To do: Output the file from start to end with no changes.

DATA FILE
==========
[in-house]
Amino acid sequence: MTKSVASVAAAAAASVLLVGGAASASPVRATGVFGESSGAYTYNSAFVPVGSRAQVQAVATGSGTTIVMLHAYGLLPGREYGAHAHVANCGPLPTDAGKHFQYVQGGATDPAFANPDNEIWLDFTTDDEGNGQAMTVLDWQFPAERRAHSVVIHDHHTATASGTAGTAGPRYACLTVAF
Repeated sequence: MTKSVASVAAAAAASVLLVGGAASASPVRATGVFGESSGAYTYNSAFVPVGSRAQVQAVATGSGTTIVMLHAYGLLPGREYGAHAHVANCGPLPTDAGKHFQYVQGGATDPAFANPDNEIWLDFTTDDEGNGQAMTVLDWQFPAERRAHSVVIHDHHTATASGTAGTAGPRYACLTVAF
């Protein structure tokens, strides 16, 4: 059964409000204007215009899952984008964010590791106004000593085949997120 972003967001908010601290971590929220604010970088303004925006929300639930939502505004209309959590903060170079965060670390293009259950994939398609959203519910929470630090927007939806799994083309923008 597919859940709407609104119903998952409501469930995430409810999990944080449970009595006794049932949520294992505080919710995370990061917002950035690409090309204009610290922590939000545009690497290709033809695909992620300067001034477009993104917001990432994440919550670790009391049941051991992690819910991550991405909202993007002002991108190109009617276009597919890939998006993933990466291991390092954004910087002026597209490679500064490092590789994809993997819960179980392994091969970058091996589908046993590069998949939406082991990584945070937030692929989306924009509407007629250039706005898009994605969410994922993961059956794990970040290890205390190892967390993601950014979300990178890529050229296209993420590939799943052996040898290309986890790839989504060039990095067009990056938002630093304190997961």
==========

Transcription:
[in-house]
Amino acid sequence: MTKSVASVAAAAAASVLLVGGAASASPVRATGVFGESSGAYTYNSAFVPVGSRAQVQAVATGSGTTIVMLHAYGLLPGREYGAHAHVANCGPLPTDAGKHFQYVQGGATDPAFANPDNEIWLDFTTDDEGNGQAMTVLDWQFPAERRAHSVVIHDHHTATASGTAGTAGPRYACLTVAF
Repeated sequence: MTKSVASVAAAAAASVLLVGGAASASPVRATGVFGESSGAYTYNSAFVPVGSRAQVQAVATGSGTTIVMLHAYGLLPGREYGAHAHVANCGPLPTDAGKHFQYVQGGATDPAFANPDNEIWLDFTTDDEGNGQAMTVLDWQFPAERRAHSVVIHDHHTATASGTAGTAGPRYACLTVAF
């Protein structure tokens, strides 16, 4: 059964409000204007215009899952984008964010590791106004000593085949997120 972003967001908010601290971590929220604010970088303004925006929300639930939502505004209309959590903060170079965060670390293009259950994939398609959203519910929470630090927007939806799994083309923008 597919859940709407609104119903998952409501469930995430409810999990944080449970009595006794049932949520294992505080919710995370990061917002950035690409090309204009610290922590939000545009690497290709033809695909992620300067001034477009993104917001990432994440919550670790009391049941051991992690819910991550991405909202993007002002991108190109009617276009597919890939998006993933990466291991390092954004910087002026597209490679500064490092590789994809993997819960179980392994091969970058091996589908046993590069998949939406082991990584945070937030692929989306924009509407007629250039706005898009994605969410994922993961059956794990970040290890205390190892967390993601950014979300990178890529050229296209993420590939799943052996040898290309986890790839989504060039990095067009990056938002630093304190997961």